In August, we did our part as a family and visited a national park on the 100th anniversary of our nation’s “best idea.” We’d made our annual pilgrimage to New Mexico to visit my wife Angela’s family in Albuquerque, and instead of taking one of our usual outings north towards Santa Fe and beyond, we headed in the opposite direction, to one of the more remote parks in the country, Carlsbad Caverns. Angela had stirring memories of her own childhood trip — the fantastic formations emerging from the darkness, the spectacle of bats spiraling into the sky at dusk. Now she would usher me and our twin 9-year-old daughters, Ruby and Lucía, into the depths.
We took the long drive south from Albuquerque through sharply contrasting landscapes: the gypsum flats, which inevitably brought to mind the original ground zero at Alamogordo, 71 summers ago; the lyrical shapes and blues of distant mountains rising from the desert floor. We blew through Roswell’s alien kitsch and arrived as the white light and heat were peaking. We were surprised to find the parking lot jammed: It’s about five hours from Albuquerque and three from El Paso, so you really have to want to get here. The rangers told us that the wait time to take the elevator back up was at least two hours. They recommended that we take the elevator down (no wait!) and then walk up the 750 feet of steep switchbacks to emerge from the natural entrance of the caverns.
And so we did. At the first sight of the speleothems — the columns, stalagmites and stalactites — I was stunned speechless, seeing them with Angela’s child-eyes and those of our own children. Forms that resisted naming (and thus have been tagged with childish descriptors like “popcorn,” “Swiss cheese”) drew us in with their overpowering strangeness. I have poor vision, especially in the dark, so it took quite some time for the formations to fully materialize, and as they did, so did the humans around me — and, unexpectedly, their differences. An African-American kid half-jogging through with a backpack and earbuds. A group of what I took to be Pakistani women wearing hijabs. Plenty of European and Asian tourists, of course; I heard German, French, Japanese. And the Mexicans, or Mexican-Americans. A lot of them. From what I could hear in snatches of conversation, most sounded like they were from Chihuahua, where the regional accent softens “ch” almost into a “sh.” They wore the uniform of the rural Mexican family: dad in baseball cap, untucked pearl-button plaid and boots, and everyone else in T-shirts and jeans and sneakers.
This was not the crowd I was expecting. I’d been to Joshua Tree National Park earlier in the summer, and to Yosemite not long ago. The demographics there were in line with surveys the National Park Service itself has conducted, showing a dearth of diversity among visitors, owing to our schisms of race and class. America’s best idea is subject to all the divisions of our current national reckoning as the Dis-United States of America. (There is no demographic breakdown for Carlsbad specifically, but I was told by staff that its proximity to El Paso/Juárez undoubtedly accounts for its mix of visitors.) We’d all come together in the Big Room at Carlsbad, and it seemed that our best idea was, at the very least, salvageable.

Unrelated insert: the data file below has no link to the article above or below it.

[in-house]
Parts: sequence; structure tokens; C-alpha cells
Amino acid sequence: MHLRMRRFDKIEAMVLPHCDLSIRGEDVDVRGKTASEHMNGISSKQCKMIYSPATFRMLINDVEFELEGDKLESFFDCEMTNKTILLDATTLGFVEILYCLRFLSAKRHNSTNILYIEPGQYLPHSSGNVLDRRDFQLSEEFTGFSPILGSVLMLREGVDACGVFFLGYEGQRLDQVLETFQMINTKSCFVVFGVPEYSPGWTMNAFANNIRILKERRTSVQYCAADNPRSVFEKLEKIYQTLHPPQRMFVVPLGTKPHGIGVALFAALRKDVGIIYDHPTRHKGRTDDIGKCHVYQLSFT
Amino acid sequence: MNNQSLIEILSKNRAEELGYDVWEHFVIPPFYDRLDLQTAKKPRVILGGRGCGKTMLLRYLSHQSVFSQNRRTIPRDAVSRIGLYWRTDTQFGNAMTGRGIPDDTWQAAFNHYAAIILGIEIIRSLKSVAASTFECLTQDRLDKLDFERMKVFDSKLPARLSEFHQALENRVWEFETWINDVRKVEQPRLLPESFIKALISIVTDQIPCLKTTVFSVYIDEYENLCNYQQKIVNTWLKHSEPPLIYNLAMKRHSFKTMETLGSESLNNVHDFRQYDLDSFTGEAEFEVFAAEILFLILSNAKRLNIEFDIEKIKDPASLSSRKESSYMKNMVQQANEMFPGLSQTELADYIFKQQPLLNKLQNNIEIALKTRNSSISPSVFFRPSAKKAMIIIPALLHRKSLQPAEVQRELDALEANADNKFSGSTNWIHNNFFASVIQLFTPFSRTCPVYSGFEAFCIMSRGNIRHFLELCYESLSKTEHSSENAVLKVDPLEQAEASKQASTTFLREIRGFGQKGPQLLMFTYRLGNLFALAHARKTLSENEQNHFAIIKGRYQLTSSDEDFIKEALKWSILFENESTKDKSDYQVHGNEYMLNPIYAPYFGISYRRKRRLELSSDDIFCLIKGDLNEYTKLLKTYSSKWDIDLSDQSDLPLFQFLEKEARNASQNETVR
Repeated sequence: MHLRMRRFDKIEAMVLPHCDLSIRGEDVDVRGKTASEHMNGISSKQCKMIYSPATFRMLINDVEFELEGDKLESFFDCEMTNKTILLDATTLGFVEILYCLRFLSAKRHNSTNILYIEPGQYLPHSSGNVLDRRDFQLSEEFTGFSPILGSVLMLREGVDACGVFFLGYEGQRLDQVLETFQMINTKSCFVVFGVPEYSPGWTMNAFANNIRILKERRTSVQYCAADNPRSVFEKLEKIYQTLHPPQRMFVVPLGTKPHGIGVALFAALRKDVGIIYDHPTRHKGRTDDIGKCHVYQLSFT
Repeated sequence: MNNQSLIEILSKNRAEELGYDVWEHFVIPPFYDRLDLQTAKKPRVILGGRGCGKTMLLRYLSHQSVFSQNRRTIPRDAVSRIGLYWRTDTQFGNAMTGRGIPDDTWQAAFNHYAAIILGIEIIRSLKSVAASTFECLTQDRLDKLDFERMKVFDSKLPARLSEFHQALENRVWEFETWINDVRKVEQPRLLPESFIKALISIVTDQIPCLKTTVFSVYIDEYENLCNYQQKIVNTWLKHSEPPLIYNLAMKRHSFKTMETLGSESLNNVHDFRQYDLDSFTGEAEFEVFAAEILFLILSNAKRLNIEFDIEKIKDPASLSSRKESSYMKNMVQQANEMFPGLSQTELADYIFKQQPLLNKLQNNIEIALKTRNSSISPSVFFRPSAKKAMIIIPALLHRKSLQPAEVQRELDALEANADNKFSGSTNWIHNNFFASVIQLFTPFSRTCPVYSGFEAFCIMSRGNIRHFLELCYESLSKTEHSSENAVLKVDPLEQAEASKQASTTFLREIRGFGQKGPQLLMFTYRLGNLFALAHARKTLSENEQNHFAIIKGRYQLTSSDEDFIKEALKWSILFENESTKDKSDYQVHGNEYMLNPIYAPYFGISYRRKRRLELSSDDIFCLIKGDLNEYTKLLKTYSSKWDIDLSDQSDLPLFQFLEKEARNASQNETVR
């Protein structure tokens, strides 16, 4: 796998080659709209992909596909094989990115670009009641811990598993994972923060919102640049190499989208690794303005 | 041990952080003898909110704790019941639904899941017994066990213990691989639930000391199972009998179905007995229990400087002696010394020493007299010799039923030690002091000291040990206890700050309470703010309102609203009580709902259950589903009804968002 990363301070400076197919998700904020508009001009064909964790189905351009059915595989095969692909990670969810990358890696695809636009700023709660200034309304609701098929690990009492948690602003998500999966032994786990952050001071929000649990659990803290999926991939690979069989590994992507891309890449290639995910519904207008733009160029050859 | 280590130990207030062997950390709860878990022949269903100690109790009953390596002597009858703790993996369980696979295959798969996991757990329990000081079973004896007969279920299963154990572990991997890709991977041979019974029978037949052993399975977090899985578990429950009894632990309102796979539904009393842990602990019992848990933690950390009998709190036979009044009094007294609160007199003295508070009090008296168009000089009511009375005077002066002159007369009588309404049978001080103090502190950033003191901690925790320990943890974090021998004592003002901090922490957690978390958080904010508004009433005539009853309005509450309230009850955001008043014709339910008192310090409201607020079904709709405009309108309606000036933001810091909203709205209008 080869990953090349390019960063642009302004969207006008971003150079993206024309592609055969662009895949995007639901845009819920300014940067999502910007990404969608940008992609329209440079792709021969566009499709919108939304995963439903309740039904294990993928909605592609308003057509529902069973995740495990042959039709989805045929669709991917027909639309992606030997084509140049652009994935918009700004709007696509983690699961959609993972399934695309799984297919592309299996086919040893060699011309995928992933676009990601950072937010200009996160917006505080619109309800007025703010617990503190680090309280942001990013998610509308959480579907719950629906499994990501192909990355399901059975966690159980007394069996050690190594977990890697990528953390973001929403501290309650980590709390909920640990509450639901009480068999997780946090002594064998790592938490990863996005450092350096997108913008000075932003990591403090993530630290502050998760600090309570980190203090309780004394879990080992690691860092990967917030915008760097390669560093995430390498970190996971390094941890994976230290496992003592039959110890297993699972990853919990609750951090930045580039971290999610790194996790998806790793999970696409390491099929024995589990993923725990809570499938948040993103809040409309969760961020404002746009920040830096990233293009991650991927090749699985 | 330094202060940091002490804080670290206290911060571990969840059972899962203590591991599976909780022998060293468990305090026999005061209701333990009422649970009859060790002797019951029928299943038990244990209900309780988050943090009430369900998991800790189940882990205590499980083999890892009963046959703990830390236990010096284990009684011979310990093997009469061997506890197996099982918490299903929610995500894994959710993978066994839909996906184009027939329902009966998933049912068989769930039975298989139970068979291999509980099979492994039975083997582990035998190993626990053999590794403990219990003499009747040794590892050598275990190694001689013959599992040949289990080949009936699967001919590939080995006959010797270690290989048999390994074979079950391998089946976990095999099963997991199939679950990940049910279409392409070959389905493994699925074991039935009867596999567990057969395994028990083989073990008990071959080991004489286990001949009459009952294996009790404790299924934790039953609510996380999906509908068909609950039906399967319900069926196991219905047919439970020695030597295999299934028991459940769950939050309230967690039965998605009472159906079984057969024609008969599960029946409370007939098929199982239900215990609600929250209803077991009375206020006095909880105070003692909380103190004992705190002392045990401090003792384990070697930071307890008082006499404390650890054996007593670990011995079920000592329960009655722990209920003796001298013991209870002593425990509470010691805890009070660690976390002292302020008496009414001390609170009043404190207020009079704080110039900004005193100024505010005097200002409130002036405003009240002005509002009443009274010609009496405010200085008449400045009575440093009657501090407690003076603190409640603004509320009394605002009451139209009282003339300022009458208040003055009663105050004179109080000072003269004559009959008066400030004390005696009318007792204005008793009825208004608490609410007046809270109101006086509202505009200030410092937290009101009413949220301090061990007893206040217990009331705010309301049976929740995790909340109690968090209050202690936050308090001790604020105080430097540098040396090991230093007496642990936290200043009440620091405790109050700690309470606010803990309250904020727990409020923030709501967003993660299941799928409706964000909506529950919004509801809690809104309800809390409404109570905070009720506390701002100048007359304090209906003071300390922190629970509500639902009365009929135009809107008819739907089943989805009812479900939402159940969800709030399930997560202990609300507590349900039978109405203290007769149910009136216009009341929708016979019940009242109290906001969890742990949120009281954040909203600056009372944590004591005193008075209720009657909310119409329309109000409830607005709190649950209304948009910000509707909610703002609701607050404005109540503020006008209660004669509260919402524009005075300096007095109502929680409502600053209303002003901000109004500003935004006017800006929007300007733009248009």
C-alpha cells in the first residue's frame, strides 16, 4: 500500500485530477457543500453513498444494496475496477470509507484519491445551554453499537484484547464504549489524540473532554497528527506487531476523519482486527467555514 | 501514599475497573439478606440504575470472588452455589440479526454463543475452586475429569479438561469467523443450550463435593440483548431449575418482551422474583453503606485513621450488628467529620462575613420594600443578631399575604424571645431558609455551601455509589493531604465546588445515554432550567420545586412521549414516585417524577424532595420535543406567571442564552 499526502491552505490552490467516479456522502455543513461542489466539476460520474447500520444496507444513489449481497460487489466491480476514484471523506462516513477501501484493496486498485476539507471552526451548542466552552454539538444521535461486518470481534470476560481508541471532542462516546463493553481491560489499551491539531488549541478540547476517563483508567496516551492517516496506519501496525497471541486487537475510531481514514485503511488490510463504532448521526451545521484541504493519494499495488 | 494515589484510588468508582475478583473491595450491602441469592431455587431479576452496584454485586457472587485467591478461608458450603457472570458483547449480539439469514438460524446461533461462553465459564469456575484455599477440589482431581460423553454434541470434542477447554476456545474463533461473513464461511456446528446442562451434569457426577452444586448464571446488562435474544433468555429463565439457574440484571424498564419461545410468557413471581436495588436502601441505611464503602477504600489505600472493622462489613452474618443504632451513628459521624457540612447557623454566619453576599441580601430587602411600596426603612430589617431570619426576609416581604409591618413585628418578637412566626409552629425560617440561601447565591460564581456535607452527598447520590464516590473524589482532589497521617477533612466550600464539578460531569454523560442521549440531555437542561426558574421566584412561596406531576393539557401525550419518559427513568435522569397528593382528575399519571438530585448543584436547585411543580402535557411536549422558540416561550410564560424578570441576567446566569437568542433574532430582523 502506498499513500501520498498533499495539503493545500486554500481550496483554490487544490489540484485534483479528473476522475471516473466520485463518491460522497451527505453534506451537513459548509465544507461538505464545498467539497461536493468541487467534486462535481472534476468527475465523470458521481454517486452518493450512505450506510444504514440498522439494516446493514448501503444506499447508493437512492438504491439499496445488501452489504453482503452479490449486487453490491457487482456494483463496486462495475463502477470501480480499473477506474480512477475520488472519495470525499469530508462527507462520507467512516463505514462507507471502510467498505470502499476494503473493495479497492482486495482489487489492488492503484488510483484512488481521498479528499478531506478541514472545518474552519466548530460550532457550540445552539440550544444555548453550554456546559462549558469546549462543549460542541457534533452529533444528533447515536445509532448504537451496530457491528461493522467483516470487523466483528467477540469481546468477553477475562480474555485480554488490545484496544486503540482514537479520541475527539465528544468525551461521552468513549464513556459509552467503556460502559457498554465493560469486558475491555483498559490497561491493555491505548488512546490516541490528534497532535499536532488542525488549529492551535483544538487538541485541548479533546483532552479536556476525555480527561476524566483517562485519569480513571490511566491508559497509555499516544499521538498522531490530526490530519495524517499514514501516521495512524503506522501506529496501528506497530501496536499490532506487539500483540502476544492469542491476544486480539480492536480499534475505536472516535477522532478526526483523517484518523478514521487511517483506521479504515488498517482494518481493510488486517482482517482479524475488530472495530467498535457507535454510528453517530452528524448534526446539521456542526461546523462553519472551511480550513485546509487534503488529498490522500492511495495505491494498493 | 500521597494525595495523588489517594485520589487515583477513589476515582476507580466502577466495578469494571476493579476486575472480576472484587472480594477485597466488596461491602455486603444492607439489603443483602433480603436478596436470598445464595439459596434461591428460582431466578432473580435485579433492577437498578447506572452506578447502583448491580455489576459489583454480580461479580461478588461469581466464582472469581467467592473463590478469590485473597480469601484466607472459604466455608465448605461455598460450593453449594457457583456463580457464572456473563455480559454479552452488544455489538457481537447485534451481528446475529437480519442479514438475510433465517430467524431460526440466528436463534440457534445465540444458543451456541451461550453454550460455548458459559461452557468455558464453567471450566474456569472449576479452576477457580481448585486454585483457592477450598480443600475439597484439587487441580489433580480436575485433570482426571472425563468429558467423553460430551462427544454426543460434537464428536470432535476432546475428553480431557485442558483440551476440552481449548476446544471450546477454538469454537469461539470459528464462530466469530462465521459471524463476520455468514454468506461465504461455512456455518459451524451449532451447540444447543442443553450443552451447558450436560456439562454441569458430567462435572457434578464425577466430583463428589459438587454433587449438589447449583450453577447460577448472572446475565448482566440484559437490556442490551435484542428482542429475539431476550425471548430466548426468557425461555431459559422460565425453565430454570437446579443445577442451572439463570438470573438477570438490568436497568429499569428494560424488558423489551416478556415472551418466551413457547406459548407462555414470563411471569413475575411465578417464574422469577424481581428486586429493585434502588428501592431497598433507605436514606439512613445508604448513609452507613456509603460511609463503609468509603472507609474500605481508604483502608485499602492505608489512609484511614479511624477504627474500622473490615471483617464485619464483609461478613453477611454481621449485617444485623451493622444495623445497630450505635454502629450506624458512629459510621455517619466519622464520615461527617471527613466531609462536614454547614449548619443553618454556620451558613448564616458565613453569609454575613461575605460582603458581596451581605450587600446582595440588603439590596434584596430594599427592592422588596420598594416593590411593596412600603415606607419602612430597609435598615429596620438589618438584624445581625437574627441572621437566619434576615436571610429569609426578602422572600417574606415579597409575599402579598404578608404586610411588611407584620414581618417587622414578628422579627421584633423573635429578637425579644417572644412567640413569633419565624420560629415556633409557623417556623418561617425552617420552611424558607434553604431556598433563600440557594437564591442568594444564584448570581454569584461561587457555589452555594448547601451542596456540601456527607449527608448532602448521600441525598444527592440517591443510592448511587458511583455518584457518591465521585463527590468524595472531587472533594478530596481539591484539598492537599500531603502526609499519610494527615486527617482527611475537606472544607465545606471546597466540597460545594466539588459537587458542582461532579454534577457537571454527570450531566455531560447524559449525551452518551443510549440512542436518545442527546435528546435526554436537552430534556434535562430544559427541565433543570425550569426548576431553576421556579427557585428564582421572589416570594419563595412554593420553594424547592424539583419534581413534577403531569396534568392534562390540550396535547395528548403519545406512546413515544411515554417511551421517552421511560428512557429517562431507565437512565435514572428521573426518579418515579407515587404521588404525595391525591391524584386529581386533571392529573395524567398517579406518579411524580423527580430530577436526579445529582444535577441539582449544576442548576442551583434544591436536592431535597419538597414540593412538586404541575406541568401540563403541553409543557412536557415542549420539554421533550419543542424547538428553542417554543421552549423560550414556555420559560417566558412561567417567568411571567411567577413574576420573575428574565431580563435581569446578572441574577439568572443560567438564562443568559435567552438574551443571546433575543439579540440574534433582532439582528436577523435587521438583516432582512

We were in the Borderlands, literally and figuratively. Near the state line with Texas (which meant there was also a fair amount of Ford F-150s in the parking lot and, as we refer to them in our family, the sometimes “scary white people” that owned them), and near the frontier with Mexico. The region that comprises northern Mexico and the Southwestern United States is a social ecotone writ large. Latinos, whites and Native Americans predominate, but there are significant African-American and Asian-American populations, too — and every mixed shade we can humanly derive therefrom.
Take a look at a map that charts “multiple race” prevalence and notice the swath of color over the Borderlands — and how it resembles the blue-red divide of our political geography. The diversity extends to the flora and fauna, climate and geology of the four great deserts (Mojave, Great Basin, Sonoran, Chihuahuan) that delight in disregarding human demarcations, and to the fuzzy transition zones between them. Forested sky islands and infernal playas. Singing sand dunes where bunchgrasses miraculously sprout and effusive riparian areas along the rivers that are regarded as sacred by indigenous tradition and that are profaned by our (over) development schemes.
Everything moves across lines here: human desire and solidarity and jealousies petty and big, jaguars and grasshoppers. The headwaters of the San Pedro River gather on Cananea Mountain in Sonora, and the flow breaches the border, coming northward about 80 miles into Arizona. The Secure Fence Act of 2006 mandated fencing right where the San Pedro crosses the line, but not even the Army Corps of Engineers could figure a way to stop the river. I’ve never heard of the Border Patrol attempting to apprehend and deport the water.